Poor appetite can be a symptom of some other underlying medical issue. It can be experienced in association with deeper psychological or physical issues. Some of the common medical issues associated with loss of appetite are: Stress, depression, liver issues, gastrointestinal issues, anorexia etc. In some cases, if the loss of appetite is not addressed, it can worsen over a period of time and can cause serious issues including threat to life.
4 Appetite Increasing Herbs:
A large of number of natural remedies are available that can boost appetite. However it is advised to consult an experienced physician before starting any of the natural regimens. In some cases a combination of treatment is suggested, where natural remedies are usually an adjunct to mainstream treatment plans. Natural remedies include herbs that can stimulate the natural digestive systems.
Mechanism of Action of Appetite increasing Herbs:
Herbs that stimulate the digestive system and increase the appetite are called as stimulating tonics or bitters.1 These ‘Bitters’ act on the Central Nervous System and generates signals that causes the gut and digestive hormones to increase the production of digestive enzymes or juices.2 This increases hunger or appetite. These stimulating tonics stimulate the liver and the gall bladder to secrete more bile which in turn aids in digestion. These bitters are available as herbal teas, beverages, powders or tinctures. However, it is advised to consult a qualified healthcare practitioner before starting any of these herbs and for recommended dosage and usage.
Most Commonly Used Appetite Increasing Herbs:
Gentian or Gentiana Lutea is a yellow coloured flower that is found in European countries. This herb is used for treatment of loss of appetite in associated with anorexia and other digestive issues. The roots and rhizomes of this plant which is used as a bitter contains 2 potent ingredients called as secoiridoids and amarogentin.3 These ingredient aids in production of gastric acids, saliva and bile. Gentin root is available as capsules, tincture or teas. It is recommended to consult a herbalist for required dosage and instruction of use.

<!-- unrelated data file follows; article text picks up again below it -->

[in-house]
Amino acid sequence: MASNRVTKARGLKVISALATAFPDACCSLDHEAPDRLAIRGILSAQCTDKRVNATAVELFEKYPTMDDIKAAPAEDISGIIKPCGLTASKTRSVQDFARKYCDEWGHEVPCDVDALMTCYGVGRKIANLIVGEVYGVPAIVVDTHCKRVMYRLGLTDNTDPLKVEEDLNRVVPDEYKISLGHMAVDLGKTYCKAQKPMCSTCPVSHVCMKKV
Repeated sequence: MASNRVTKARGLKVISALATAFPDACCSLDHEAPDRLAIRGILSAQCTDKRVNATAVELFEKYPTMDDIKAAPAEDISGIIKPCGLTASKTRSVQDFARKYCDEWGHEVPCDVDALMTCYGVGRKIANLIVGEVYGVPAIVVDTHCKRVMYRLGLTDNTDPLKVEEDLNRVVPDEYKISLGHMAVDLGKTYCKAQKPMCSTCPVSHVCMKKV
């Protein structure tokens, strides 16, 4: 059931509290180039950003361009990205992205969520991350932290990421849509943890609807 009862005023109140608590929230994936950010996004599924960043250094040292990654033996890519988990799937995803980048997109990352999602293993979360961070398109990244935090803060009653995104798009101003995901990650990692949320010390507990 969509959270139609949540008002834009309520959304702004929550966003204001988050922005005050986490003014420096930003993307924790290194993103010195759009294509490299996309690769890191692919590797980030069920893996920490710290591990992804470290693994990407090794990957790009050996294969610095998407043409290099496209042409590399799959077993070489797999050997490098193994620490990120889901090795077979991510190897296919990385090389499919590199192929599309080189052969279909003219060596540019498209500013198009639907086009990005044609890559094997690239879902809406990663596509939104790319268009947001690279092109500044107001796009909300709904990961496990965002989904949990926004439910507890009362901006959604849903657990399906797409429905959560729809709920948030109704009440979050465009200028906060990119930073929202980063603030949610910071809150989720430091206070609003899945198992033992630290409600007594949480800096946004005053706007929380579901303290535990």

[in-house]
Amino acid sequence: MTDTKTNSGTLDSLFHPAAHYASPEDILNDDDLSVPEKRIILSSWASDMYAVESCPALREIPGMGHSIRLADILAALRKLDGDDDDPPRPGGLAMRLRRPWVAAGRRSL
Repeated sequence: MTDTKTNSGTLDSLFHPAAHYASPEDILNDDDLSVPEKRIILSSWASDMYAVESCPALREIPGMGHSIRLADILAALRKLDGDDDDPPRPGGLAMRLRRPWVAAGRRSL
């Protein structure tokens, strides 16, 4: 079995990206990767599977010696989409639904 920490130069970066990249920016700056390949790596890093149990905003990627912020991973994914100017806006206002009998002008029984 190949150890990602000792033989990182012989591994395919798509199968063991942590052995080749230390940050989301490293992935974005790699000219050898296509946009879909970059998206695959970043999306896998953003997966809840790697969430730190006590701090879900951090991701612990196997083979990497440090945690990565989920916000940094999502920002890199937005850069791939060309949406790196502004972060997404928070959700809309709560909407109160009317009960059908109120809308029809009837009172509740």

Blessed thistle or Cnicus Benedictus is a plant with yellow coloured flowers with spines found in the Mediterranean region. The seeds and aerial parts are used as a bitter as they contain active ingredient called as cnicin. This active ingredient accelerates production of bile juice and thus stimulates digestion. This increases hunger. This herb is used for management of anorexia. It is important to note that this herb should be strictly avoided during pregnancy.
Centaury or Centaurium Erythraea is also from the Gentian Family. This herb is commonly found throughout the world and bears lavender flowers. The aerial part is used for stimulating appetite. This herb is used for management of anorexia and also for management of liver issues. It is available as tea and tinctures. Sometime is it used by combining with other herbs such as chamomile and burdrock root. It is advised to consult a specialist if you are pregnant.
Other spices that increases appetite:
- Cayenne Pepper
All these spices have the ability to speed up metabolism and digestion, thus increases the appetite.
Loss of appetite is a common symptom associated with many health issues such as anorexia, digestive issues, liver issues etc. If left untreated it can lead to serious complications. Loss of appetite can diminish the urge to eat and thus can take a toll on nutrition level. This in turn can affect the basic functioning of the human body. Management of poor appetite is done by improving nutrition, additional supplements, medications etc. A large number of natural remedies are also available for improving appetite. These include herbal products extracted from plants and their by-products. The most commonly used herbs for management of poor appetite are Gentian, Blessed Thistle and Centaury. It is very important to consult a specialist before starting anyone these herbs. In large number of cases, herbal supplements are recommended as an adjunct to standard line of treatment.
- Medical Herbalism: The Science and Practice of Herbal Medicine,” By Clinical Herbalist David Hoffmann, 2003
- “Medicinal Plants of the World,” By Botanist Ben-Erik van Wyk and biologist Michael Wink, 2009
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